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All the News That Fits Your Skin Color

All the News That Fits Your Skin Color


'AIDS Vaccine Fails in Trials,' Los Angeles Times 'Vaccine for AIDS Fails Test Trial,' The Atlanta Journal-Constitution 'AIDS Vaccine Trial Deemed a Flop,' Chicago Tribune 'Big Setback for AIDS Vaccine,' The Boston Globe 'AIDS Vaccine Fails Test,'' San Jose Mercury News 'AIDS Vaccine Fails in Test,' Newsday What's wrong with this picture? In February, VaxGen, a Brisbane, Calif.'based biotech firm, released data from its AIDSVAX trials. According to the company, black and Asian participants in the study responded differently to the vaccine than the whites and Latinos who participated. The trials were the first to test the effectiveness of an AIDS vaccine. They found that the vaccine did not work overall, but it was more than 75% effective in protecting black volunteers from infection with HIV. San Francisco Chronicle columnist Tom Abate realized he had a failure to communicate when he received a flood of E-mails taking him to task for a headline that called the vaccine 'mostly a failure.' Some of his readers felt the headline suggested that only white people count. A reporter for The [Cleveland] Plain Dealer echoed the sentiments of many African-Americans: 'The vaccine did work. It just didn't work on white people.' 'People are saying this trial failed because it didn't protect all the [white] people, as they hoped it would,' Michael Para, MD, a professor of medicine at Ohio State University and one of the independent researchers who reviewed the trial data, told the paper. 'But the company has found something worth pursuing.' After preliminary discussions with the FDA, Abate reported, VaxGen's president, Donald Francis, MD, said, 'I think they want us to do additional field studies with African-Americans.' Francis has also said the company plans to seek FDA approval of the vaccine for African-Americans. Although the results released by VaxGen are very interesting, it is too early to make any firm conclusion about the ultimate impact of AIDSVAX on the AIDS pandemic. But as Loretta Green, an African-American journalist with the pointed out, that's not the only point. Green first heard the news that the VaxGen vaccine had 'failed,' prompting the company's stock price to plummet, while listening to an NBC stock market report at 6:30 in the morning on February 24. 'Did I miss something?'' she asked her husband. 'Didn't the commentator also say that the vaccine worked on us? Didn't we matter?' Green wrote, 'Like most things, perspective is a powerful lens. Things that seem harmless and slip under the radar of some are a direct hit for others. From a definitely nonscientific and purely personal vantage, I thought that [a 78% reduction in HIV] was significant.' Given the disproportionate impact of the HIV pandemic on people of African descent in Africa, the Caribbean, and the United States, the VaxGen announcement further underlines the need for black people to be involved in vaccine development on every level, every step of the way. There must be black vaccine researchers, black clinical-trial sites, black volunteers, black reporters covering the vaccine beat, and black analysts and clinicians evaluating the results. As with most medical studies, this test featured too few black volunteers (314 out of 5,009 overall) to reach any sweeping conclusions. And that raises a huge question: What if this trial had reflected the demographics of the AIDS epidemic? And why didn't it? Because we suffer disproportionately from AIDS, black people should be more involved than others in demanding more research and making sure the research is applicable to us. The possibility'no matter how remote'of a vaccine that works for African-Americans should jump-start black America's involvement in the vaccine development and approval process. But the hope for a vaccine should not distract us from the work needed today to spread the word about AIDS in black communities. However promising this vaccine may look for black people, it is a promise for tomorrow. Today, African-Americans have work to do. We still have to focus on getting people tested, getting them informed, getting those who are infected treated, and getting everyone in our community involved. The ultimate weapon against HIV will be a vaccine. A preventive vaccine is critical for Africans, African-Americans, and other people of color who are already disproportionately affected by other chronic illnesses. Vaccines are also essential for individuals, communities, and countries that cannot afford expensive therapies. Only a vaccine has the potential to eradicate an illness from the face of the earth. To this end, African-Americans must participate in vaccine development, trials, and readiness. We must prepare our communities for vaccines by educating each other about the benefits and limitations of vaccines. In the meantime, we have to find out who's infected, get them into treatment, and keep those who aren't infected free of HIV. Nevertheless, the quick claim that it has been a failure has been hurtful in black communities. As Loretta Green put it: 'To paraphrase an old saying: All of us looked out of a window. Some of us saw stars while others saw mud.' Wilson is director of the African-American HIV University, a two-year fellowship program, and founding director of both the Black AIDS Institute and the AIDS Social Policy Archives at the University of Southern California.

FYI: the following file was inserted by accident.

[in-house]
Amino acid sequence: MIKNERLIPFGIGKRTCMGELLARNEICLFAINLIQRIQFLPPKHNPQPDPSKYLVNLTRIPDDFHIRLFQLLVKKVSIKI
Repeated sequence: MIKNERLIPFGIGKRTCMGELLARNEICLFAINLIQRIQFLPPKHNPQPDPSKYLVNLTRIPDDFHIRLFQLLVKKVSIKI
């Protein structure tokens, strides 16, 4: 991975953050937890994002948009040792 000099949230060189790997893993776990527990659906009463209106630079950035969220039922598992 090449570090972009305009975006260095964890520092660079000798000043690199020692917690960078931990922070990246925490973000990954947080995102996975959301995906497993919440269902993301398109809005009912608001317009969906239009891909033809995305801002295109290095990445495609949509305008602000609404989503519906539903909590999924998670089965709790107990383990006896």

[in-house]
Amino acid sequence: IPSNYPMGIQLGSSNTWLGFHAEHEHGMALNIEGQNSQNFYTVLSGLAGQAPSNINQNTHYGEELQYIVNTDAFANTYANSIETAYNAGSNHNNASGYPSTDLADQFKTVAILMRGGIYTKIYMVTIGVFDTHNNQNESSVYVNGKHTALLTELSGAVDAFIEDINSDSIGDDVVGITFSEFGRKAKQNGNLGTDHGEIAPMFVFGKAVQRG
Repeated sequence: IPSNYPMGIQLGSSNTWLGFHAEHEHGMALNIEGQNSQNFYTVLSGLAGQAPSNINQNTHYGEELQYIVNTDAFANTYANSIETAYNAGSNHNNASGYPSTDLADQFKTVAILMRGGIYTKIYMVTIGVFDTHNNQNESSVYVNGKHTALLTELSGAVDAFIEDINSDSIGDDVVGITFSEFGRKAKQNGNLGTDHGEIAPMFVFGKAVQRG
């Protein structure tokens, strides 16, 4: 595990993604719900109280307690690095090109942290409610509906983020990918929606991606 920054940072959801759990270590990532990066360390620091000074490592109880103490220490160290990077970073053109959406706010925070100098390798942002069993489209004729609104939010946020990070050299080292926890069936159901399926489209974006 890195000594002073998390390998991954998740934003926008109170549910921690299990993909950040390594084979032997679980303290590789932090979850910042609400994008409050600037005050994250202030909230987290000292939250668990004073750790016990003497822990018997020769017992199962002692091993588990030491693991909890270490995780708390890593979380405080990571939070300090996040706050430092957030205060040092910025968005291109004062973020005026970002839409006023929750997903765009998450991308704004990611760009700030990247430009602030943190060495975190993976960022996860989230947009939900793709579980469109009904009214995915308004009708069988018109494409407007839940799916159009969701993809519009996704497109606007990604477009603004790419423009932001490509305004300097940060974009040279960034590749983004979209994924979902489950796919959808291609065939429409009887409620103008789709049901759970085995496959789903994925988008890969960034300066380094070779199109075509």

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Phill Wilson